Etymology: Middle English, from Latin — more at twi-
a. two <bilateral> b. coming or occurring every two <bicentennial> c. into two parts <bisect> 2. a. twice ; doubly ; on both sides <biconvex> b. coming or occurring two times <biannual> — compare semi- 3. between, involving, or affecting two (specified) symmetrical parts <bilabial> 4. a. containing one (specified) constituent in double the proportion of the other constituent or in double the ordinary proportion <bicarbonate> b. di- 2 <biphenyl> Usage: Many people are puzzled about bimonthly and biweekly, which are often ambiguous because they are formed from both senses 1b and 2b of bi-. This ambiguity has been in existence for nearly a century and a half and cannot be eliminated by the dictionary. The chief difficulty is that many users of these words assume that others know exactly what they mean, and they do not bother to make their context clear. So if you need bimonthly or biweekly, you should leave some clues in your context to the sense of bi- you mean. And if you need the meaning “twice a,” you can substitute semi- for bi-. Biannual and biennial are usually differentiated. II. combining form or bio- Etymology: Greek, from bios mode of life — more at quick 1. life ; living organisms or tissue <bioluminescence> <biosphere> 2. biographical <biopic>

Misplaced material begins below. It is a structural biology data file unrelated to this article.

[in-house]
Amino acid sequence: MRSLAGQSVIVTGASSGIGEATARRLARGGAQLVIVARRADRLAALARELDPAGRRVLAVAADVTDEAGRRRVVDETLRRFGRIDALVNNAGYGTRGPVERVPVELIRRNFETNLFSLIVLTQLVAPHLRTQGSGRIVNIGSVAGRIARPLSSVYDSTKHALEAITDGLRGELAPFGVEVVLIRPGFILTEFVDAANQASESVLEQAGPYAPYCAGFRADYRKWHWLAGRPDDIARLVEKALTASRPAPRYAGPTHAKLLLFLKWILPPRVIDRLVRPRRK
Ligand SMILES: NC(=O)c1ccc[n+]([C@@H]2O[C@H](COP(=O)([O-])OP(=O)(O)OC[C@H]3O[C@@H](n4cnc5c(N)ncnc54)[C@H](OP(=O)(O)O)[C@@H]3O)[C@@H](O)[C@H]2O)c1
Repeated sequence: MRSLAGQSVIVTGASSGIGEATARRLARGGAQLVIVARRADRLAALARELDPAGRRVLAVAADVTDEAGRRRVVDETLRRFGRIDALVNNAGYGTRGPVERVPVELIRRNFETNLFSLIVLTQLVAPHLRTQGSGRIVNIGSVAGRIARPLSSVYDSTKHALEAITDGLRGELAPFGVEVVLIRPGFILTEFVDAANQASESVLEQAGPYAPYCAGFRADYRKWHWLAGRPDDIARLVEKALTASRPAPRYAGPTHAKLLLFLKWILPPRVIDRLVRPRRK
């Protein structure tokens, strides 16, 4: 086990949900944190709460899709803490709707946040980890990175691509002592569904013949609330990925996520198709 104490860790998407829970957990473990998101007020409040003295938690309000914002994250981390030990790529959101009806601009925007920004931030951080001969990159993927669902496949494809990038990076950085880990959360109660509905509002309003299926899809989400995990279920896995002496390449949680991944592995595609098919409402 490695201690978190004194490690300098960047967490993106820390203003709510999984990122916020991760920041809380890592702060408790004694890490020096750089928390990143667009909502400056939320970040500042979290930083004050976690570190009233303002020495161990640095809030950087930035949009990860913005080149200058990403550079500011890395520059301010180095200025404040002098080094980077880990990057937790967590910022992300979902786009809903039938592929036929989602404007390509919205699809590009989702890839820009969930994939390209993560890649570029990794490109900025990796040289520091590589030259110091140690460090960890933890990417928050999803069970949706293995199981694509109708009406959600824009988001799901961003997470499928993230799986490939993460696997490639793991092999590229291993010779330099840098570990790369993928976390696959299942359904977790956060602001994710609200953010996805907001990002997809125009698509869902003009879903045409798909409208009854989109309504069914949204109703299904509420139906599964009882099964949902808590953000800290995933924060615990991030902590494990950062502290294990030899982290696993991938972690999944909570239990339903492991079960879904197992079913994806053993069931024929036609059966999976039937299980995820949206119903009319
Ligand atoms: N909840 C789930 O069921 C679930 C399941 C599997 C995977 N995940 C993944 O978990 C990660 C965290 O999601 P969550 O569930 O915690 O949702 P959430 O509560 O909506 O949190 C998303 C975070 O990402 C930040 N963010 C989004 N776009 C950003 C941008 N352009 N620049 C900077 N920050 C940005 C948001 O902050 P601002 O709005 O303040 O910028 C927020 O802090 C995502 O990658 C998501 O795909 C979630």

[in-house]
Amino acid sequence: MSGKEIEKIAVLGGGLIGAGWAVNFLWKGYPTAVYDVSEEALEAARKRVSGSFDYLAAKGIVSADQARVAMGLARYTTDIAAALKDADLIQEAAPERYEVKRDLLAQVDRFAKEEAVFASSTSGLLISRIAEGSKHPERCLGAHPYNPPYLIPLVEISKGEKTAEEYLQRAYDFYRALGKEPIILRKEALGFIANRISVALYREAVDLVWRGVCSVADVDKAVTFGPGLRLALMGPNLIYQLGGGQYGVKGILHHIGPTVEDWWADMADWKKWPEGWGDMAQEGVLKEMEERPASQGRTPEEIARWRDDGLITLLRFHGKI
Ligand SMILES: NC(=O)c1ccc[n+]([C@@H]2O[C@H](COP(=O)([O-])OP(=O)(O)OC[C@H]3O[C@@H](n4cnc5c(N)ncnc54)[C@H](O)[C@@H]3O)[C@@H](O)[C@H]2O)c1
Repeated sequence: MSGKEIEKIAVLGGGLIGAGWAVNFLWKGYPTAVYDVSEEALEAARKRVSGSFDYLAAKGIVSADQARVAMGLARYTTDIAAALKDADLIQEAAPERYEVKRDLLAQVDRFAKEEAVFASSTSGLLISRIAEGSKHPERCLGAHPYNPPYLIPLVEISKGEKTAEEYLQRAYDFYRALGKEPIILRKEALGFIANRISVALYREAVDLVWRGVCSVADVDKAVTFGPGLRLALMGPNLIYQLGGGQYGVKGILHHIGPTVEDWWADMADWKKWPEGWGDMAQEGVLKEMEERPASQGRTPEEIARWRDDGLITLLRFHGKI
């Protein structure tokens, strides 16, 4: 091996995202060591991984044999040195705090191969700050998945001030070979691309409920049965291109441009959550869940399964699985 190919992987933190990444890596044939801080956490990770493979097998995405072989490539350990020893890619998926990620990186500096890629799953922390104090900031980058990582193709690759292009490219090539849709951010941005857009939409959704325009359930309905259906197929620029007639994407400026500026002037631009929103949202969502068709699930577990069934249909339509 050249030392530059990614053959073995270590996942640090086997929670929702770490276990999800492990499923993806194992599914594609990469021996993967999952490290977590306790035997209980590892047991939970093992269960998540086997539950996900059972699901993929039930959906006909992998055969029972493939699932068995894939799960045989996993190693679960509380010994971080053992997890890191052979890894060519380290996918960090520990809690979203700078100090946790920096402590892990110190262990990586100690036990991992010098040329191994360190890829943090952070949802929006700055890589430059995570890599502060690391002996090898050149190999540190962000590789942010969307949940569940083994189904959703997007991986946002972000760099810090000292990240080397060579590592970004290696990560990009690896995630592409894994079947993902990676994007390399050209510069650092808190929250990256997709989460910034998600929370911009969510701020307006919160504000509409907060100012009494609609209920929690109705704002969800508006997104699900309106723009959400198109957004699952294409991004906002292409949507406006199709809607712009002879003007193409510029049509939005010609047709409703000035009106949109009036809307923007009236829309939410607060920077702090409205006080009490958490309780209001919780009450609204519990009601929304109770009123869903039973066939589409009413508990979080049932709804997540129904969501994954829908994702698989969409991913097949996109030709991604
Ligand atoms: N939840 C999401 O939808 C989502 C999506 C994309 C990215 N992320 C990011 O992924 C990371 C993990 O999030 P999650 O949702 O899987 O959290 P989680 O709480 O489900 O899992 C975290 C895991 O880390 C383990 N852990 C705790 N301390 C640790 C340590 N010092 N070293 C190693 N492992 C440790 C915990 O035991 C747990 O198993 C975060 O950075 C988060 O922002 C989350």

New Collegiate Dictionary. 2001.